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Cross-country skiing

On Flourish

I'm shocked at how my perspective can change. I moved to Wisconsin over ten years ago and immediately started complaining about the weather. Though Iowa has winters, they aren't as long, and I keenly felt every extra day up here. However, I did enjoy a few opportunities to get out and cross-country ski in my first five years here. I had some great times with friends and was moderately ok at it. I always enjoyed it.

I had had an early introduction to skiing. When I was about ten years old, my dad rented skis for us kids. We practiced in the backyard, fell down a lot, and then headed to..Yellowstone, in the middle of winter. It is a premier cross-country ski location. The Old Faithful lodge remains open, though we had to take a special track-equipped van to get there. Dad has acknowledged that some mistakes were made in planning that trip; it was a little above our abilities. Being the oldest, it was pretty good for me. I loved the adventure and even got accustomed to having a hotel room with <gasp> no TV. The lodge was beautiful and the hot-spring and geyser features of the park even more so. </gasp>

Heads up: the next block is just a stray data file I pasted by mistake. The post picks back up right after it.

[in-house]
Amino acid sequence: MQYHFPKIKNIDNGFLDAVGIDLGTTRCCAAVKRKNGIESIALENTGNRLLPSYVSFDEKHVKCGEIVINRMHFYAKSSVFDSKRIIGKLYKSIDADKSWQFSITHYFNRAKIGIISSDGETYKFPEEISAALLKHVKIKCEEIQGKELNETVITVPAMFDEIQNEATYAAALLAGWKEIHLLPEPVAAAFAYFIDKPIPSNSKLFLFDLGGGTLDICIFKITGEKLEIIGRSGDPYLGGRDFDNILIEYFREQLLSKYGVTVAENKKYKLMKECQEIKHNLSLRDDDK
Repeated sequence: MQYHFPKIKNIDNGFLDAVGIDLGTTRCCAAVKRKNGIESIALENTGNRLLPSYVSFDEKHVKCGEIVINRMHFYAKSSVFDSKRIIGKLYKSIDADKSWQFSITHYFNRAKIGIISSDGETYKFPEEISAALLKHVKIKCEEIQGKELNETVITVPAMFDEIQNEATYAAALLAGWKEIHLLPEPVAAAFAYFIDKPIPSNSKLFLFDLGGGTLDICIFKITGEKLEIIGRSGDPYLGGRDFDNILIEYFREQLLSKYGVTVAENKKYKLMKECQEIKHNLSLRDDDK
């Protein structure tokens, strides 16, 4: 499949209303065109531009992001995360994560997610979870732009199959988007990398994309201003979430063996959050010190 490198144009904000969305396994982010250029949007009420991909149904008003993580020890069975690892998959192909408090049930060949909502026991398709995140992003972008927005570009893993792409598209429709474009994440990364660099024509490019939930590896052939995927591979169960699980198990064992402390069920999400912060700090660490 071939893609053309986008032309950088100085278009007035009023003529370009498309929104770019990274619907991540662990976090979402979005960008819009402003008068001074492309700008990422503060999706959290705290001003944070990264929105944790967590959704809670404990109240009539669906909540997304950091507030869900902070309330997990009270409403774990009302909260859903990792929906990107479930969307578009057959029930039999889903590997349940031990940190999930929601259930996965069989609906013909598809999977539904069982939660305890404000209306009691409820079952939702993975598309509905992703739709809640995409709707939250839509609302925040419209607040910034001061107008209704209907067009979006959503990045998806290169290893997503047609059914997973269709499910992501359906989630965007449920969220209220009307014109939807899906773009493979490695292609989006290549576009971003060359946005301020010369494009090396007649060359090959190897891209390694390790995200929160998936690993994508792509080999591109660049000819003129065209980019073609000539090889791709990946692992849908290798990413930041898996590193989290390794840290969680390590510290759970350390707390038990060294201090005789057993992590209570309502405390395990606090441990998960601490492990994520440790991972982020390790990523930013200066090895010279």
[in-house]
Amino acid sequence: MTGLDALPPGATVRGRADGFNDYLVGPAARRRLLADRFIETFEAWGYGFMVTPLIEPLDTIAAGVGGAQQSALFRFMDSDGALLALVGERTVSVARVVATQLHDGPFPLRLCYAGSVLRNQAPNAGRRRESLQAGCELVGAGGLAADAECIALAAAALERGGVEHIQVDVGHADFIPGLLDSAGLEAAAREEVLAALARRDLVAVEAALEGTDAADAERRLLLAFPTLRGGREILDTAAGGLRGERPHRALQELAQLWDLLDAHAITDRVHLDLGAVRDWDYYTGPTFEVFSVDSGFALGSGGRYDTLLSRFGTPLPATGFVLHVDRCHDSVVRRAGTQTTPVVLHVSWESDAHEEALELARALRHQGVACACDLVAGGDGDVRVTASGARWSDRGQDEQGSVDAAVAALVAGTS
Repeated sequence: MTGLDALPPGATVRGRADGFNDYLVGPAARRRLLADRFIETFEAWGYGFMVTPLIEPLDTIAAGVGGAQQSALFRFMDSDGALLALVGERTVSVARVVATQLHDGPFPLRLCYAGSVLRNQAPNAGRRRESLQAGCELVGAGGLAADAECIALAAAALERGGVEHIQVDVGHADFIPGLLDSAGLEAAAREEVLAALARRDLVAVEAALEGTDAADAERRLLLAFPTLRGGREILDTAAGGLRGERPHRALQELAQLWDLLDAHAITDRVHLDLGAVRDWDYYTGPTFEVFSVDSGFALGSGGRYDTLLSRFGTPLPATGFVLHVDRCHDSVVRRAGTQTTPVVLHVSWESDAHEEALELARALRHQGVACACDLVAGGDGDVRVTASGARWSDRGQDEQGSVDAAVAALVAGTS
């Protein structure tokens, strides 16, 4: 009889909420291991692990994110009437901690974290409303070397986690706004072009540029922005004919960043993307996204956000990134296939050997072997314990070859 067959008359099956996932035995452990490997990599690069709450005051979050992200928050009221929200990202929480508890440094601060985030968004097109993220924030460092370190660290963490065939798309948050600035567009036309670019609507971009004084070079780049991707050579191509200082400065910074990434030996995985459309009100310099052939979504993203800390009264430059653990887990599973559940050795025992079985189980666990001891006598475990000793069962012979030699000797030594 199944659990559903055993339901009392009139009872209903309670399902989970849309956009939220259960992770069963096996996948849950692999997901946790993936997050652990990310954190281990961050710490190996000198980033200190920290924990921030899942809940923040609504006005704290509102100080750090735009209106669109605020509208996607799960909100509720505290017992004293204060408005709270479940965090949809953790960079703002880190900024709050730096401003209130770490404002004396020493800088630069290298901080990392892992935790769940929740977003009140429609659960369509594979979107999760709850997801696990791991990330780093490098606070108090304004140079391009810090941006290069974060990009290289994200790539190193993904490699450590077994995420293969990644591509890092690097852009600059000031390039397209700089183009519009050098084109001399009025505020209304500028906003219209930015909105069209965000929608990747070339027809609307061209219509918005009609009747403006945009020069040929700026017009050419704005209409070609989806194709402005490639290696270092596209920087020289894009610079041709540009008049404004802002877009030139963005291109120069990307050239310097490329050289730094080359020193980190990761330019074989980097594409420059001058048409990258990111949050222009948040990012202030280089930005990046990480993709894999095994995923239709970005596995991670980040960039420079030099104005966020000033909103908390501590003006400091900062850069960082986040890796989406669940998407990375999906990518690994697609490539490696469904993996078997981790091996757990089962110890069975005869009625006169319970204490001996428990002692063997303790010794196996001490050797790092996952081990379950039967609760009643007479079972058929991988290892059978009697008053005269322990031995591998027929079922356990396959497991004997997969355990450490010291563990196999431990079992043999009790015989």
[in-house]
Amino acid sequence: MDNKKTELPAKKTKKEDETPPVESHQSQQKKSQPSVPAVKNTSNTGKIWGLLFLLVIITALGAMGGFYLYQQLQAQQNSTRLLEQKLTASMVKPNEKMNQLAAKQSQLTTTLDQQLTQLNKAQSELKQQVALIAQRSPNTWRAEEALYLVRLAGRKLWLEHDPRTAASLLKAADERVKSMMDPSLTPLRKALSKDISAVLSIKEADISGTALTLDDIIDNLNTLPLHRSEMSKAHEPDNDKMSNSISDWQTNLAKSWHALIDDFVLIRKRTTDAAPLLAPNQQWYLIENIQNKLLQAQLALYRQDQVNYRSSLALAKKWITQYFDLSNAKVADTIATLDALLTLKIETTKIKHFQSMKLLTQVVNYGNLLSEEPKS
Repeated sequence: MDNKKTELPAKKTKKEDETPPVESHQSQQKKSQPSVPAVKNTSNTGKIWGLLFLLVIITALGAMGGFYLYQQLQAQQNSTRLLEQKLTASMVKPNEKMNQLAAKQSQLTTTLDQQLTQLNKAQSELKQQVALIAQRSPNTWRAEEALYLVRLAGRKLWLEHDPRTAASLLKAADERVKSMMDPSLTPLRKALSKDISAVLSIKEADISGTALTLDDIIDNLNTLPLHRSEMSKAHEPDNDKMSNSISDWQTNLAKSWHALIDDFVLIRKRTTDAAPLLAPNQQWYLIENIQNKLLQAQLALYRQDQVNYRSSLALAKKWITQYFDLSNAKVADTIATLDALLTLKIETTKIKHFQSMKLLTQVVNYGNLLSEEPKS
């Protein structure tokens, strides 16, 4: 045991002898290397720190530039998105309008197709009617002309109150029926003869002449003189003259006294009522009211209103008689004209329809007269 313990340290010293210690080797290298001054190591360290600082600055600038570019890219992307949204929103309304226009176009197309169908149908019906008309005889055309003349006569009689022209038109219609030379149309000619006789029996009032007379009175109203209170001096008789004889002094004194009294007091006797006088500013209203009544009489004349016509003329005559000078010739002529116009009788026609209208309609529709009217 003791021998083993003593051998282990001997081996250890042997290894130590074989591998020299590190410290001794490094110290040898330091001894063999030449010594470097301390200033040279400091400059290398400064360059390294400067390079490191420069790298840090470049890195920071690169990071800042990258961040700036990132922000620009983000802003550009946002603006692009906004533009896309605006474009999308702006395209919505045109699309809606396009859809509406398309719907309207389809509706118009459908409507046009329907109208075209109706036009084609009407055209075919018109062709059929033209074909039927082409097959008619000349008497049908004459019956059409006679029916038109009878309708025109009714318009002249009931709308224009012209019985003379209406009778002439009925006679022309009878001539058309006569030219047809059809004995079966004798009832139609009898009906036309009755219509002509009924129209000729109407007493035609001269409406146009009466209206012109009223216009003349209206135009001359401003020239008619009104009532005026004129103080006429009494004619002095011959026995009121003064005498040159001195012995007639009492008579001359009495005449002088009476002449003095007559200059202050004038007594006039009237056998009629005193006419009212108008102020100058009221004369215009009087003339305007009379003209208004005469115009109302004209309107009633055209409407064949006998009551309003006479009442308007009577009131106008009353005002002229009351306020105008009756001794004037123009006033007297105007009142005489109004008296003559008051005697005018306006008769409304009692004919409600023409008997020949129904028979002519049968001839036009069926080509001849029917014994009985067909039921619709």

One of my favorite memories is from our first practice ski in Yellowstone. My youngest sister had skied up a hill, and then turned back to me and waved that I should not come up and that I should be quiet. Of course, I charged up shouting at her. When I got to the top, though, I saw the reason she was genuinely concerned. There was a herd of about fifty buffalo in the snow, a hundred feet away. It was quite a sight. We watched for a couple of seconds and then crept quietly back down the hill.

One of my Wisconsin friends actually said that she preferred the winter to the summer, because of the snow for cross-country skiing. She would cheer when an April snowstorm arrived because it meant a few more days of skiing. I thought she was crazy.

46. The Village Near The Border

On 365days 100words

There is a village twenty minutes from Lahore. It has not more than four hundred residents and three dogs. One of them is Rostam, who hides in the fields. As you walk by, the wind threatening to throw you off balance, he rushes out and jumps you. In a friendly way. On the first floor of a small bungalow is a reading room. Its meshed windows, big as doors, look out on miles of green, with a well in the centre. The shelves, stacked with autograph editions of Wodehouse, have dust fingerprints that have been there for many a year. I'm sure.

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